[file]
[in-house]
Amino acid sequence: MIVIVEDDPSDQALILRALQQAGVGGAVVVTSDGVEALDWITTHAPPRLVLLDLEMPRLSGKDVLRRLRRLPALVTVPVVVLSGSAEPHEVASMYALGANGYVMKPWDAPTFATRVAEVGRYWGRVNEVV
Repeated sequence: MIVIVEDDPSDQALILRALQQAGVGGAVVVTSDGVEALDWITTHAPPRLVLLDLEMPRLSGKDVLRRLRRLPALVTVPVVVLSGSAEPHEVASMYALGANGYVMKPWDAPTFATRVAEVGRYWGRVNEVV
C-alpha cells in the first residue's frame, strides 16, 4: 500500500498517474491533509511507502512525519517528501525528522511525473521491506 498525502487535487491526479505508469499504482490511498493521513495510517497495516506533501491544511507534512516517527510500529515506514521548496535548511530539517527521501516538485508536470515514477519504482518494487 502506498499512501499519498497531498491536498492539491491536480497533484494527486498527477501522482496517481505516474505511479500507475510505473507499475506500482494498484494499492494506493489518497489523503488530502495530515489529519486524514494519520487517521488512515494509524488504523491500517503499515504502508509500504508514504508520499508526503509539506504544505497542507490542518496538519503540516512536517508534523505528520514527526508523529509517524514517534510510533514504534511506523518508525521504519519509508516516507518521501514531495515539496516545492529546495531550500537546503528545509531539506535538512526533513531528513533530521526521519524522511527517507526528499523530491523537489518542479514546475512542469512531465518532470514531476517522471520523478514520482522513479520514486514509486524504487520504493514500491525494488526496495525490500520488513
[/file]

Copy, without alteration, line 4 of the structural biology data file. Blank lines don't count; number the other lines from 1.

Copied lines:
C-alpha cells in the first residue's frame, strides 16, 4: 500500500498517474491533509511507502512525519517528501525528522511525473521491506 498525502487535487491526479505508469499504482490511498493521513495510517497495516506533501491544511507534512516517527510500529515506514521548496535548511530539517527521501516538485508536470515514477519504482518494487 502506498499512501499519498497531498491536498492539491491536480497533484494527486498527477501522482496517481505516474505511479500507475510505473507499475506500482494498484494499492494506493489518497489523503488530502495530515489529519486524514494519520487517521488512515494509524488504523491500517503499515504502508509500504508514504508520499508526503509539506504544505497542507490542518496538519503540516512536517508534523505528520514527526508523529509517524514517534510510533514504534511506523518508525521504519519509508516516507518521501514531495515539496516545492529546495531550500537546503528545509531539506535538512526533513531528513533530521526521519524522511527517507526528499523530491523537489518542479514546475512542469512531465518532470514531476517522471520523478514520482522513479520514486514509486524504487520504493514500491525494488526496495525490500520488513